Friday Writing Exercise 0 Comments

Friday Writing Exercise

Johnny: [walks into flower shop] Hi.
Flower Shop Clerk: Can I help you?
Johnny: Yeah, can I have a dozen red roses, please?
Flower Shop Clerk: Oh, hi, Johnny. I didn’t know it was you.
[grabs bouquet of roses]
Flower Shop Clerk: Here you go.
Johnny: That’s me. How much is it?
Flower Shop Clerk: It’ll be eighteen dollars.
Johnny: [hands over cash] Here you go. Keep the change.
[grabs flowers and pats dog on the counter]
Johnny: Hi, doggy.
Flower Shop Clerk: You’re my favorite customer.
Johnny: Thanks a lot. Bye!
Flower Shop Clerk: Buh-bye!
– Excerpt from ‘The Room’ (2003)

Writing natural dialogue can be incredibly difficult to master. Often, the way we speak is incredibly different from how we communicate in writing – they could even be considered separate languages sometimes. One of the best ways to create natural dialogue is to learn through observation. You’d be surprised how many unnecessary words find their way into speech that we would automatically cut out when writing on paper. Another thing to look out for are the idiosyncrasies of speech that subtly mark where are person is from or the subtext of what they’re saying.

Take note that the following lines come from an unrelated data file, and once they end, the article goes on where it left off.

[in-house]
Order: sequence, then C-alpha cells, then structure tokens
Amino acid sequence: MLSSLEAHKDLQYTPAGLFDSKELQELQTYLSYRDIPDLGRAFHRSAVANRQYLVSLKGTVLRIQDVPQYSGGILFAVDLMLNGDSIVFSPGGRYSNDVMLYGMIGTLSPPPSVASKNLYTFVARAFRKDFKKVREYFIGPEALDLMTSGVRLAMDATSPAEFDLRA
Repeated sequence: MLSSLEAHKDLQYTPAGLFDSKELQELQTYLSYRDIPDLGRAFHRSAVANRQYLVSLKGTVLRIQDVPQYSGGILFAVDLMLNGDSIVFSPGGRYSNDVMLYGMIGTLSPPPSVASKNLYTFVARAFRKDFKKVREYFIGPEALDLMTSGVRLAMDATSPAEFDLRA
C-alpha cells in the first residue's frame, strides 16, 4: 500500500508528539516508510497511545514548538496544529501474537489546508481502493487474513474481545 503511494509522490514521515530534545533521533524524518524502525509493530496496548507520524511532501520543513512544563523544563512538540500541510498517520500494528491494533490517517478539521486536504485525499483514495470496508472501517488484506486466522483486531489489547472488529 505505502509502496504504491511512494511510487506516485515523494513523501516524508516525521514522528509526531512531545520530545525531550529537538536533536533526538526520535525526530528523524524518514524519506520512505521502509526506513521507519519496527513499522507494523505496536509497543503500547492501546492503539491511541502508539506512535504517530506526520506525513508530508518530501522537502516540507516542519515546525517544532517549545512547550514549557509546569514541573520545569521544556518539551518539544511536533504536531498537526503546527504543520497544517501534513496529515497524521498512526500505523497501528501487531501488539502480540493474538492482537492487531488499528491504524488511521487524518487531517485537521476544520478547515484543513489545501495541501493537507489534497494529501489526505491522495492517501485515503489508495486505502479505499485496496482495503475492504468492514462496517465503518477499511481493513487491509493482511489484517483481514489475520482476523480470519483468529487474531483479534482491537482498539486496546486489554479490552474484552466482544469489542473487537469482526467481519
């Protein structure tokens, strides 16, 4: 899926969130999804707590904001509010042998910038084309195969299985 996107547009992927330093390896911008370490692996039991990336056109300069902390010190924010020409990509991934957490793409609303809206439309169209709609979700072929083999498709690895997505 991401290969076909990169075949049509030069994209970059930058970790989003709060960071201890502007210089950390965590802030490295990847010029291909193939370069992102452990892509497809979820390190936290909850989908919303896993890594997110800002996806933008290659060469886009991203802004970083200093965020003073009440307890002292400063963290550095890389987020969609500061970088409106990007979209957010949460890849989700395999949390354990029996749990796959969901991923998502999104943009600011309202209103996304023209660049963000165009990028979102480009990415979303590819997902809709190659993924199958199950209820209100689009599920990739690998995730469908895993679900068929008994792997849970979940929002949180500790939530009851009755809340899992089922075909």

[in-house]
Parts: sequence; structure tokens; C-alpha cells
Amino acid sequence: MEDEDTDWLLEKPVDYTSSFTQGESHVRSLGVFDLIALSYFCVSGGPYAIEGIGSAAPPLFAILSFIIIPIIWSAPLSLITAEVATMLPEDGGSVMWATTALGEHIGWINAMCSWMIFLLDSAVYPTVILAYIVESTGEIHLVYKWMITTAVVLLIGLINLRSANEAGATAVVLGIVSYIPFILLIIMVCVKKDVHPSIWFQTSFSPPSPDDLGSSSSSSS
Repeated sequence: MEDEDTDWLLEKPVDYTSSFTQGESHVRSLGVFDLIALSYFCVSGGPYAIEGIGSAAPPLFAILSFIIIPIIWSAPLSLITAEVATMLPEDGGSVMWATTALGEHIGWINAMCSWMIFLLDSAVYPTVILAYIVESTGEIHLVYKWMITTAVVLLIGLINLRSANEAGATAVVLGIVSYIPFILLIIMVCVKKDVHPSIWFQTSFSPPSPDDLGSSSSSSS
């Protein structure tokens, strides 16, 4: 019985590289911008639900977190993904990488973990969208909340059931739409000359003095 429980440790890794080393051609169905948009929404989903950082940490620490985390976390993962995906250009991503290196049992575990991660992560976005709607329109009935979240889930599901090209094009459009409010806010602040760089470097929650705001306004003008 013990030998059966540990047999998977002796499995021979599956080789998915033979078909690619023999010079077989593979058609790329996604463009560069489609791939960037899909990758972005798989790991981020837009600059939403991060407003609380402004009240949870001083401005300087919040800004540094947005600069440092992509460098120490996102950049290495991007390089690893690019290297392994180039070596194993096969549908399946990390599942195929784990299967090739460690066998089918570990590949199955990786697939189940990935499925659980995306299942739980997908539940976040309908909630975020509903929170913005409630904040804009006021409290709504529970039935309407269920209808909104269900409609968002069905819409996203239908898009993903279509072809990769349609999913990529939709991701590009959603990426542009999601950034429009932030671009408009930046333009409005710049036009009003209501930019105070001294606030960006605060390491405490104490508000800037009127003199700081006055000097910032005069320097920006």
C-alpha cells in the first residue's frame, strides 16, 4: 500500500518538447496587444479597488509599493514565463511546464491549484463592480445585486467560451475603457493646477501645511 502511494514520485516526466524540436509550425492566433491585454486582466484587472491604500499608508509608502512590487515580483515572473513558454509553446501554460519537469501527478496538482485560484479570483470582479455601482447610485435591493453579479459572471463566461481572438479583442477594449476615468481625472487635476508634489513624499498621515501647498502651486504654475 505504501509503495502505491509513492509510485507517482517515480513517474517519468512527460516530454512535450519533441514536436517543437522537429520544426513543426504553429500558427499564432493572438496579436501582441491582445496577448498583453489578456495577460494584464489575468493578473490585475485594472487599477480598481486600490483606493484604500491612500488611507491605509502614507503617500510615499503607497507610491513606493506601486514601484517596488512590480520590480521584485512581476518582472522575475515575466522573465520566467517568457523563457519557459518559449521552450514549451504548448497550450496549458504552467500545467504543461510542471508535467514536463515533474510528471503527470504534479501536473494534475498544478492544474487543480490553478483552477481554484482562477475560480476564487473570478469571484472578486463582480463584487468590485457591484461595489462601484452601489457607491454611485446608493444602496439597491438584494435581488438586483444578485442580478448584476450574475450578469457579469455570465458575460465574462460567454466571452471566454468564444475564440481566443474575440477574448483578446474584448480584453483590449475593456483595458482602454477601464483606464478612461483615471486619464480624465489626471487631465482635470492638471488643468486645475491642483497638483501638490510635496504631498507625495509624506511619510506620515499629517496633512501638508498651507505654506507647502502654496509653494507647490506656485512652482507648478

For today’s writing exercise, sit in a public place (such as a cafe or park) and observe people. Don’t be too obvious about it though – you are eavesdropping, after all! Public transport is also an excellent place for this. What better way to entertain yourself on the boring train ride home? Listen to what the people next to you or walking past are saying and take as many notes as possible – ideally, try to transcribe exactly what they are saying, or as close as possible.

Take your notes home and have a look through them. What stands out? Would anyone else have said this in quite the same way? What do you think you can tell about these people by what and how they said what they did?

Sometimes real life has some excellent gems in it – every now and then someone will spit out the perfect line for one of your characters, so keep your ears open.

By Izzy Roberts-Orr
Izzy Roberts-Orr is a Voiceworks EdCommer. She writes poetry, plays and reviews. She tweets via @izasmiz.
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